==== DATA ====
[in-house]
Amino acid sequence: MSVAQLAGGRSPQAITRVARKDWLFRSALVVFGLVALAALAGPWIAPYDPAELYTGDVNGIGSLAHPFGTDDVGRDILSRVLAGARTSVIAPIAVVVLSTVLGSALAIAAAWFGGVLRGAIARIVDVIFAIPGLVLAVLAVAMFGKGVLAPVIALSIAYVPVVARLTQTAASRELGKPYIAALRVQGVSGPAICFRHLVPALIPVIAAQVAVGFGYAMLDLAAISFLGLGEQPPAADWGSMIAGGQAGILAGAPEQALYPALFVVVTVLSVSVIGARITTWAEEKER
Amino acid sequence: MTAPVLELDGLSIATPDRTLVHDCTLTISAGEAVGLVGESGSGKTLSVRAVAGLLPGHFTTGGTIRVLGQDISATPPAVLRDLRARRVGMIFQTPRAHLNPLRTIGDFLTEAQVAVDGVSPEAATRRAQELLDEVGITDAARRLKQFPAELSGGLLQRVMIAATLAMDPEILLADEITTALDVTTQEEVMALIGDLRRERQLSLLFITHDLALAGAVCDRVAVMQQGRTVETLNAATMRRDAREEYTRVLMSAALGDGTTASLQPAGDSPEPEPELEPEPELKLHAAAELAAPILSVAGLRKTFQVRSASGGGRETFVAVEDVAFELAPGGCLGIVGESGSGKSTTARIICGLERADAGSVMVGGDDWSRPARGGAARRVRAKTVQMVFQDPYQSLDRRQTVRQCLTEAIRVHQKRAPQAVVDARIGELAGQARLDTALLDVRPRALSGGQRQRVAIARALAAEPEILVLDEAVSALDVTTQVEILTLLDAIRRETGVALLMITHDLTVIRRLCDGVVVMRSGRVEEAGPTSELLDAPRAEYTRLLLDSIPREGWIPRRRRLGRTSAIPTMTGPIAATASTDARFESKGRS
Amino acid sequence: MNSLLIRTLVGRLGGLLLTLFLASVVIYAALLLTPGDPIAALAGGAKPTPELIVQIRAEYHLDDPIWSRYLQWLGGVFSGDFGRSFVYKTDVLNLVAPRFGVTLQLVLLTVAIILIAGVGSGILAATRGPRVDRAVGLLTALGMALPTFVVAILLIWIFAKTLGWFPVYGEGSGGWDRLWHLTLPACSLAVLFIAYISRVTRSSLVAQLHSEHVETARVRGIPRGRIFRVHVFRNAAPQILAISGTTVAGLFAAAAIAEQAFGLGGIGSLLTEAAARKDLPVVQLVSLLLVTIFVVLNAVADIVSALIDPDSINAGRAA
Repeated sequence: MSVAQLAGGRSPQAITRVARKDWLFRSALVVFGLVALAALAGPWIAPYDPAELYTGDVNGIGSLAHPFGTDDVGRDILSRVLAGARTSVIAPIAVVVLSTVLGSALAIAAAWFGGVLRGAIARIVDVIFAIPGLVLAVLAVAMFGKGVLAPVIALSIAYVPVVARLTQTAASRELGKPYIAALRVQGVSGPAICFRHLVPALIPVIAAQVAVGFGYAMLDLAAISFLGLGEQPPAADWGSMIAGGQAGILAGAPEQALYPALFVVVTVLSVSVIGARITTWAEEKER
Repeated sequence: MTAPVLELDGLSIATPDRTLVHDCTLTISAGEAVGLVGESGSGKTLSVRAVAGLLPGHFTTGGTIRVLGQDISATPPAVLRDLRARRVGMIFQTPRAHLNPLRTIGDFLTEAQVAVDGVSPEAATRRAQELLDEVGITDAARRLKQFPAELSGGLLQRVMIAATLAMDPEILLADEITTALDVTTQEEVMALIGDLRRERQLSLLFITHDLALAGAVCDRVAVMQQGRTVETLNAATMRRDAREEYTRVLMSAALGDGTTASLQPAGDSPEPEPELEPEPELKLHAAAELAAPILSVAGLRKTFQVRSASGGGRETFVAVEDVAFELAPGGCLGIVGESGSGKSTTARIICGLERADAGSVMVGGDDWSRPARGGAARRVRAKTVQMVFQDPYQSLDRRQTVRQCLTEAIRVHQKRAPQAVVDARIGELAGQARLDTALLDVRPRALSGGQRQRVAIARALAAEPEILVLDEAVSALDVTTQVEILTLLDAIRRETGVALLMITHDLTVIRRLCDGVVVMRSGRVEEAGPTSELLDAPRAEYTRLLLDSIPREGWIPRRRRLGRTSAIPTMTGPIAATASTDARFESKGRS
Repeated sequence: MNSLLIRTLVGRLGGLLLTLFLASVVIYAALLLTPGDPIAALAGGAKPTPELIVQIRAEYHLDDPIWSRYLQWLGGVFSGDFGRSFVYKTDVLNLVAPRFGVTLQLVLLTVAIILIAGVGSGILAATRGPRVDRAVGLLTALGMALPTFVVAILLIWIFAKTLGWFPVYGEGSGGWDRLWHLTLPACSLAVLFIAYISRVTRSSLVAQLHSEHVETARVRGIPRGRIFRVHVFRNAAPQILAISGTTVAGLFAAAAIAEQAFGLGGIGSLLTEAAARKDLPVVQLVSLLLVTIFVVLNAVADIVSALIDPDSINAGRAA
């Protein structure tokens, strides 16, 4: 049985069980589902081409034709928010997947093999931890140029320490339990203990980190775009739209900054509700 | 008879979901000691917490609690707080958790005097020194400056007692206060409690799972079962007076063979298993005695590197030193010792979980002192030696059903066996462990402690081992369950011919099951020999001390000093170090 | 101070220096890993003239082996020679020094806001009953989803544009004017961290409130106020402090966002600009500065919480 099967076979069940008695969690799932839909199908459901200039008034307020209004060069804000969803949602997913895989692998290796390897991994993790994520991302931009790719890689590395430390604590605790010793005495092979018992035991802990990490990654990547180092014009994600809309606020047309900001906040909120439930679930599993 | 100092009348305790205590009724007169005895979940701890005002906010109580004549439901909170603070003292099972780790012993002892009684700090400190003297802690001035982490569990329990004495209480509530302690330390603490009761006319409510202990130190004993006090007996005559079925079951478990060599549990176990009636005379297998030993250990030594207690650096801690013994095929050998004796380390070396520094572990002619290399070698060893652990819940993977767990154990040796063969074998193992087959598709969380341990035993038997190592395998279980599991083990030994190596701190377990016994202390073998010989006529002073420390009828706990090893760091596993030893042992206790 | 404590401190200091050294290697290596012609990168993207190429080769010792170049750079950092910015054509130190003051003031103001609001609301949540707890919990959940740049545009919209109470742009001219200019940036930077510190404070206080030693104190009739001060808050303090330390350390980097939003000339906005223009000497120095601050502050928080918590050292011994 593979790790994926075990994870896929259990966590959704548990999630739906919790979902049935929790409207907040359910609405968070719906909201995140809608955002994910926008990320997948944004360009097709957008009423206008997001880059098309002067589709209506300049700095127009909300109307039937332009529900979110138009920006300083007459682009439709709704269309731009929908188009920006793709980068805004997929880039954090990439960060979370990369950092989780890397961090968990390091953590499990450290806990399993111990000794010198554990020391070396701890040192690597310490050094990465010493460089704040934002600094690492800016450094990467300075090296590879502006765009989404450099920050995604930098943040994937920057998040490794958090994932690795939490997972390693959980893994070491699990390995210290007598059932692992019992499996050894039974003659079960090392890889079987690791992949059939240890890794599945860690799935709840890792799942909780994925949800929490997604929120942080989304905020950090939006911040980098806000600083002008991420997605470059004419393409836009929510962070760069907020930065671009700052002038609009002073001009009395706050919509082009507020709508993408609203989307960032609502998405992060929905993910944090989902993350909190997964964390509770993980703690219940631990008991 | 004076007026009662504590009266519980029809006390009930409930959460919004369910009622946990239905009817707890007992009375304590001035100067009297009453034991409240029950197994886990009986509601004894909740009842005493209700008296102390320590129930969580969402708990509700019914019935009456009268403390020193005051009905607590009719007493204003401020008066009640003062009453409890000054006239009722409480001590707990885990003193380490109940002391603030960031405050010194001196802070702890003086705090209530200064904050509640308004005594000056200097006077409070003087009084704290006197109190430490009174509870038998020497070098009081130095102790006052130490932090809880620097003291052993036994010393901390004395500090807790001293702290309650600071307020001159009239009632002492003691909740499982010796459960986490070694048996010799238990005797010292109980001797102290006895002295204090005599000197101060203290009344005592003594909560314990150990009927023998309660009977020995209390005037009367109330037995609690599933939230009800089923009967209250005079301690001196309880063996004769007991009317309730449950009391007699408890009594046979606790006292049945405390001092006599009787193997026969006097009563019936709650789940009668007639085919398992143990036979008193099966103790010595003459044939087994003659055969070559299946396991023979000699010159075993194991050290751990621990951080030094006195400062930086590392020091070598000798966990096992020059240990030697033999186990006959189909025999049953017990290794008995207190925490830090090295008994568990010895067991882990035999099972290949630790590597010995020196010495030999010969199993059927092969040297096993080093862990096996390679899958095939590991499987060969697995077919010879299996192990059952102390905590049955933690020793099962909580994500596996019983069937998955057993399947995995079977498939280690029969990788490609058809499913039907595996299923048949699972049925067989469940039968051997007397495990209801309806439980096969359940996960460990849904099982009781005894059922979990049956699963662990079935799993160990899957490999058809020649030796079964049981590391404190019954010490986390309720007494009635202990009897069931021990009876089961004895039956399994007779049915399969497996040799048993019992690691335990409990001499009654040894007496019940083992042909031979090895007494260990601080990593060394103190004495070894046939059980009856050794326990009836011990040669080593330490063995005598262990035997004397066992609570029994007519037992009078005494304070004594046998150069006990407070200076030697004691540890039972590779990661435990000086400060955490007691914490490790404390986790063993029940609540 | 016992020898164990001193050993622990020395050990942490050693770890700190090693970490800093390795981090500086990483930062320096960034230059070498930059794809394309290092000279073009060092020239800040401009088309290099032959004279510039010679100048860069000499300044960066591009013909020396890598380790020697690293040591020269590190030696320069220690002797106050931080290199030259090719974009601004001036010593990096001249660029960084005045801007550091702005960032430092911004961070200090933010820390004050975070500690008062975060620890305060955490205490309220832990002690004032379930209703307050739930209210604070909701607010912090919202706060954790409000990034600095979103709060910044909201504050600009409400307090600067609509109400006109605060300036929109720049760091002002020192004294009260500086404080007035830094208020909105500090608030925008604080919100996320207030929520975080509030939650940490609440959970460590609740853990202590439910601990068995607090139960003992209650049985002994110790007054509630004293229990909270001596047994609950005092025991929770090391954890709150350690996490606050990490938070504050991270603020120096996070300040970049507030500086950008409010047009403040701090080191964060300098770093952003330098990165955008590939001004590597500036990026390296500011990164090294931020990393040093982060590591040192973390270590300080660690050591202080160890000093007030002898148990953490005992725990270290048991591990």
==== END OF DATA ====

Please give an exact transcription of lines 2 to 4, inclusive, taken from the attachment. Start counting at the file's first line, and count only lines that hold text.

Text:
Amino acid sequence: MSVAQLAGGRSPQAITRVARKDWLFRSALVVFGLVALAALAGPWIAPYDPAELYTGDVNGIGSLAHPFGTDDVGRDILSRVLAGARTSVIAPIAVVVLSTVLGSALAIAAAWFGGVLRGAIARIVDVIFAIPGLVLAVLAVAMFGKGVLAPVIALSIAYVPVVARLTQTAASRELGKPYIAALRVQGVSGPAICFRHLVPALIPVIAAQVAVGFGYAMLDLAAISFLGLGEQPPAADWGSMIAGGQAGILAGAPEQALYPALFVVVTVLSVSVIGARITTWAEEKER
Amino acid sequence: MTAPVLELDGLSIATPDRTLVHDCTLTISAGEAVGLVGESGSGKTLSVRAVAGLLPGHFTTGGTIRVLGQDISATPPAVLRDLRARRVGMIFQTPRAHLNPLRTIGDFLTEAQVAVDGVSPEAATRRAQELLDEVGITDAARRLKQFPAELSGGLLQRVMIAATLAMDPEILLADEITTALDVTTQEEVMALIGDLRRERQLSLLFITHDLALAGAVCDRVAVMQQGRTVETLNAATMRRDAREEYTRVLMSAALGDGTTASLQPAGDSPEPEPELEPEPELKLHAAAELAAPILSVAGLRKTFQVRSASGGGRETFVAVEDVAFELAPGGCLGIVGESGSGKSTTARIICGLERADAGSVMVGGDDWSRPARGGAARRVRAKTVQMVFQDPYQSLDRRQTVRQCLTEAIRVHQKRAPQAVVDARIGELAGQARLDTALLDVRPRALSGGQRQRVAIARALAAEPEILVLDEAVSALDVTTQVEILTLLDAIRRETGVALLMITHDLTVIRRLCDGVVVMRSGRVEEAGPTSELLDAPRAEYTRLLLDSIPREGWIPRRRRLGRTSAIPTMTGPIAATASTDARFESKGRS
Amino acid sequence: MNSLLIRTLVGRLGGLLLTLFLASVVIYAALLLTPGDPIAALAGGAKPTPELIVQIRAEYHLDDPIWSRYLQWLGGVFSGDFGRSFVYKTDVLNLVAPRFGVTLQLVLLTVAIILIAGVGSGILAATRGPRVDRAVGLLTALGMALPTFVVAILLIWIFAKTLGWFPVYGEGSGGWDRLWHLTLPACSLAVLFIAYISRVTRSSLVAQLHSEHVETARVRGIPRGRIFRVHVFRNAAPQILAISGTTVAGLFAAAAIAEQAFGLGGIGSLLTEAAARKDLPVVQLVSLLLVTIFVVLNAVADIVSALIDPDSINAGRAA